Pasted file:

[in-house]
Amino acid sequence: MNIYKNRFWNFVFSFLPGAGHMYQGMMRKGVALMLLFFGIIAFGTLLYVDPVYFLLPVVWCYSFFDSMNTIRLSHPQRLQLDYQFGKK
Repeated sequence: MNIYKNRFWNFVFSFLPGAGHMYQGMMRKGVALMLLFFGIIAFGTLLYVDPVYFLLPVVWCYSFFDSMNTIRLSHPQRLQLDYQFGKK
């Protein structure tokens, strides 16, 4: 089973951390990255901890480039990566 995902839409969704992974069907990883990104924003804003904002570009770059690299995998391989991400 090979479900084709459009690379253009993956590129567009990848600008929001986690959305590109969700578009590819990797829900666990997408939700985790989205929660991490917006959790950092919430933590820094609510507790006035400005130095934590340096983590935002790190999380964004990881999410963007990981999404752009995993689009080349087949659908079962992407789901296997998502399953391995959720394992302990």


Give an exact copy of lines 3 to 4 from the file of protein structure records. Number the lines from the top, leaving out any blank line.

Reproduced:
Repeated sequence: MNIYKNRFWNFVFSFLPGAGHMYQGMMRKGVALMLLFFGIIAFGTLLYVDPVYFLLPVVWCYSFFDSMNTIRLSHPQRLQLDYQFGKK
């Protein structure tokens, strides 16, 4: 089973951390990255901890480039990566 995902839409969704992974069907990883990104924003804003904002570009770059690299995998391989991400 090979479900084709459009690379253009993956590129567009990848600008929001986690959305590109969700578009590819990797829900666990997408939700985790989205929660991490917006959790950092919430933590820094609510507790006035400005130095934590340096983590935002790190999380964004990881999410963007990981999404752009995993689009080349087949659908079962992407789901296997998502399953391995959720394992302990």